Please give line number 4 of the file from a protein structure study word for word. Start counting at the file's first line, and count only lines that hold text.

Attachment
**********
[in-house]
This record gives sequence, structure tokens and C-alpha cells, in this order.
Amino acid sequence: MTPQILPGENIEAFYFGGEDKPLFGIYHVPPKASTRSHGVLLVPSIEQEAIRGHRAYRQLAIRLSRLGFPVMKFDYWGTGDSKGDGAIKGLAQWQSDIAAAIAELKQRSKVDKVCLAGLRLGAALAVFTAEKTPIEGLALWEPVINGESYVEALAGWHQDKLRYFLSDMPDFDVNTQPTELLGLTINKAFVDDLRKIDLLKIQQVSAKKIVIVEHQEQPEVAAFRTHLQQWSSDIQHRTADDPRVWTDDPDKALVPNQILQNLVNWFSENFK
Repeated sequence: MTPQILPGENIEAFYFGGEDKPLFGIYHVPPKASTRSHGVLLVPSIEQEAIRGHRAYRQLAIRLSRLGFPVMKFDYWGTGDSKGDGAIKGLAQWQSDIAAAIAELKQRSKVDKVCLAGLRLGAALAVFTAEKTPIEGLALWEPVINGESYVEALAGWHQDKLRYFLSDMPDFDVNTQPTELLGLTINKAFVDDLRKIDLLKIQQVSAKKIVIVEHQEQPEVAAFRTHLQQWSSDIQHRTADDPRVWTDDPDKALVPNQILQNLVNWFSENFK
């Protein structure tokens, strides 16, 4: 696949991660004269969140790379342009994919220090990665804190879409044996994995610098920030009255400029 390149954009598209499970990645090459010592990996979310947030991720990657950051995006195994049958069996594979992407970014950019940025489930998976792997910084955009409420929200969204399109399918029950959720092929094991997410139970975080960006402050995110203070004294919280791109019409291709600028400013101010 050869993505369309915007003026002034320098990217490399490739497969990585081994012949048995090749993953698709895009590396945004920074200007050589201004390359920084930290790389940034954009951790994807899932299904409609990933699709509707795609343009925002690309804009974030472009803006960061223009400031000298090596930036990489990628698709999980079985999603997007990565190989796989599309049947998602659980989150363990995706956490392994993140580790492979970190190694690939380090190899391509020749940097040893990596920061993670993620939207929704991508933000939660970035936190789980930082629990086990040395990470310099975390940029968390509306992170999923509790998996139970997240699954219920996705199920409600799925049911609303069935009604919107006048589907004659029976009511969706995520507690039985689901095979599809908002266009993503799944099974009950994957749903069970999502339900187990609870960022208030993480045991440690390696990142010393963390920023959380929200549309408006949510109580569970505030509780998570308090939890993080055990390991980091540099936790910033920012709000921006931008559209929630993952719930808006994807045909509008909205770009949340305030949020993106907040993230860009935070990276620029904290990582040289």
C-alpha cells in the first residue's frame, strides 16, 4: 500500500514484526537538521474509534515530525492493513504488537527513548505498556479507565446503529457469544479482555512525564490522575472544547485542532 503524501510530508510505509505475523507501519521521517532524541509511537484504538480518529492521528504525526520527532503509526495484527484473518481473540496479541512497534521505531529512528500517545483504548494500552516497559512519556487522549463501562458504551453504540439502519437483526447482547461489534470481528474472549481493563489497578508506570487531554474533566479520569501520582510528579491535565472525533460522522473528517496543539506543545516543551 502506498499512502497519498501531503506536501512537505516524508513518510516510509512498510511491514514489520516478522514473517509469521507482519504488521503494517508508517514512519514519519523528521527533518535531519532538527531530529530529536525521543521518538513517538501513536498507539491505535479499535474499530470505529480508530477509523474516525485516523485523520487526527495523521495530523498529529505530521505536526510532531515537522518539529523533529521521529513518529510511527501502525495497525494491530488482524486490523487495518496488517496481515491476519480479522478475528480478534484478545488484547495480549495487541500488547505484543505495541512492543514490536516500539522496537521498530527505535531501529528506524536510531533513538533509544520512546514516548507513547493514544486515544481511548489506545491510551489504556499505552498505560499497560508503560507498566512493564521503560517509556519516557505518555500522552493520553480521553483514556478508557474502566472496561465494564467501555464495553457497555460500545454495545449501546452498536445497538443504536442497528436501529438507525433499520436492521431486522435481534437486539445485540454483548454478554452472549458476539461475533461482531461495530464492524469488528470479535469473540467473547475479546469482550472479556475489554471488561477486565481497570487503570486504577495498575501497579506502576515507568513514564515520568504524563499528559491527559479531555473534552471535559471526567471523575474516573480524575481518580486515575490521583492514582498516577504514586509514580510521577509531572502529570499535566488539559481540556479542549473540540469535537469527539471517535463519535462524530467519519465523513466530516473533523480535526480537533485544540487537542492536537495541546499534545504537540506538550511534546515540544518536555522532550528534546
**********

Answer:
Repeated sequence: MTPQILPGENIEAFYFGGEDKPLFGIYHVPPKASTRSHGVLLVPSIEQEAIRGHRAYRQLAIRLSRLGFPVMKFDYWGTGDSKGDGAIKGLAQWQSDIAAAIAELKQRSKVDKVCLAGLRLGAALAVFTAEKTPIEGLALWEPVINGESYVEALAGWHQDKLRYFLSDMPDFDVNTQPTELLGLTINKAFVDDLRKIDLLKIQQVSAKKIVIVEHQEQPEVAAFRTHLQQWSSDIQHRTADDPRVWTDDPDKALVPNQILQNLVNWFSENFK